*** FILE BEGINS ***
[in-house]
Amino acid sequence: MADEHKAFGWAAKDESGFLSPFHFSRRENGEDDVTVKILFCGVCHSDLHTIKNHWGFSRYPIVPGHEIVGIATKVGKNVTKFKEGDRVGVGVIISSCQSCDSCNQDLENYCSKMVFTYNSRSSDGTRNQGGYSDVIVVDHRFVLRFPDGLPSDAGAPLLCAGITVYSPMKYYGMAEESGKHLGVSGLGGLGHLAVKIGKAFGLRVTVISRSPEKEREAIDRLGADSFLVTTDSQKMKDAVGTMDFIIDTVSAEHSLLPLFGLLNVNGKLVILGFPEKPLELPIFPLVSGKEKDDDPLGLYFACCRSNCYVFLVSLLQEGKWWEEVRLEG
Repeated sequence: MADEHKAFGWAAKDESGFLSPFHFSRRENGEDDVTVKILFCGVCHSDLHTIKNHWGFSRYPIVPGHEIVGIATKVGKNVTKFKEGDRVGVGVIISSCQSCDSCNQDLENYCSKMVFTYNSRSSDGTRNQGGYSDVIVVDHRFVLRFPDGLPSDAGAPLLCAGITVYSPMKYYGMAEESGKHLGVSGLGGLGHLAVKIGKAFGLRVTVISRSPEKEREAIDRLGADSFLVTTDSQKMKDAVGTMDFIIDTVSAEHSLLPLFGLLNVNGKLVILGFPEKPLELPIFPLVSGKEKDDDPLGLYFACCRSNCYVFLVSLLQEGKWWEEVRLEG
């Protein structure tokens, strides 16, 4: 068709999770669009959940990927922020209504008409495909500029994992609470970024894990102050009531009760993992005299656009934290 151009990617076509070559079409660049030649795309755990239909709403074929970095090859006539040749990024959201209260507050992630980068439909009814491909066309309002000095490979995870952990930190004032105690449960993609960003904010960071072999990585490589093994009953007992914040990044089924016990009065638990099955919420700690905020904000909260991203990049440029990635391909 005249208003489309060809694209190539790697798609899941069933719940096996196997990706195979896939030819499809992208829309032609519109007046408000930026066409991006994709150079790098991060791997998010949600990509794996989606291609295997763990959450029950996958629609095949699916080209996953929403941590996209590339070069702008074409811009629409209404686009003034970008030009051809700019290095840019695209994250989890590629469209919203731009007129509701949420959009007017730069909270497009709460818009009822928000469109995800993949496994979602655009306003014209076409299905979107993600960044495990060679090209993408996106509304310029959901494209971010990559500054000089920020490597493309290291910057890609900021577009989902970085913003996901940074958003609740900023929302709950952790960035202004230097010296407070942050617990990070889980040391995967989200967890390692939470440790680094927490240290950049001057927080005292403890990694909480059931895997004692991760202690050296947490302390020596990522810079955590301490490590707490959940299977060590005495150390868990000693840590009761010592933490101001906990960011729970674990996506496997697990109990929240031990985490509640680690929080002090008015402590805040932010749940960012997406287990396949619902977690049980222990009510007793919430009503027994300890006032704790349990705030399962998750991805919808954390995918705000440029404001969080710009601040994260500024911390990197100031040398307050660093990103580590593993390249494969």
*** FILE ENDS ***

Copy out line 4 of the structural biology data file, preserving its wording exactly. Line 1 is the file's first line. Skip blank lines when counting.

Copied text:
């Protein structure tokens, strides 16, 4: 068709999770669009959940990927922020209504008409495909500029994992609470970024894990102050009531009760993992005299656009934290 151009990617076509070559079409660049030649795309755990239909709403074929970095090859006539040749990024959201209260507050992630980068439909009814491909066309309002000095490979995870952990930190004032105690449960993609960003904010960071072999990585490589093994009953007992914040990044089924016990009065638990099955919420700690905020904000909260991203990049440029990635391909 005249208003489309060809694209190539790697798609899941069933719940096996196997990706195979896939030819499809992208829309032609519109007046408000930026066409991006994709150079790098991060791997998010949600990509794996989606291609295997763990959450029950996958629609095949699916080209996953929403941590996209590339070069702008074409811009629409209404686009003034970008030009051809700019290095840019695209994250989890590629469209919203731009007129509701949420959009007017730069909270497009709460818009009822928000469109995800993949496994979602655009306003014209076409299905979107993600960044495990060679090209993408996106509304310029959901494209971010990559500054000089920020490597493309290291910057890609900021577009989902970085913003996901940074958003609740900023929302709950952790960035202004230097010296407070942050617990990070889980040391995967989200967890390692939470440790680094927490240290950049001057927080005292403890990694909480059931895997004692991760202690050296947490302390020596990522810079955590301490490590707490959940299977060590005495150390868990000693840590009761010592933490101001906990960011729970674990996506496997697990109990929240031990985490509640680690929080002090008015402590805040932010749940960012997406287990396949619902977690049980222990009510007793919430009503027994300890006032704790349990705030399962998750991805919808954390995918705000440029404001969080710009601040994260500024911390990197100031040398307050660093990103580590593993390249494969």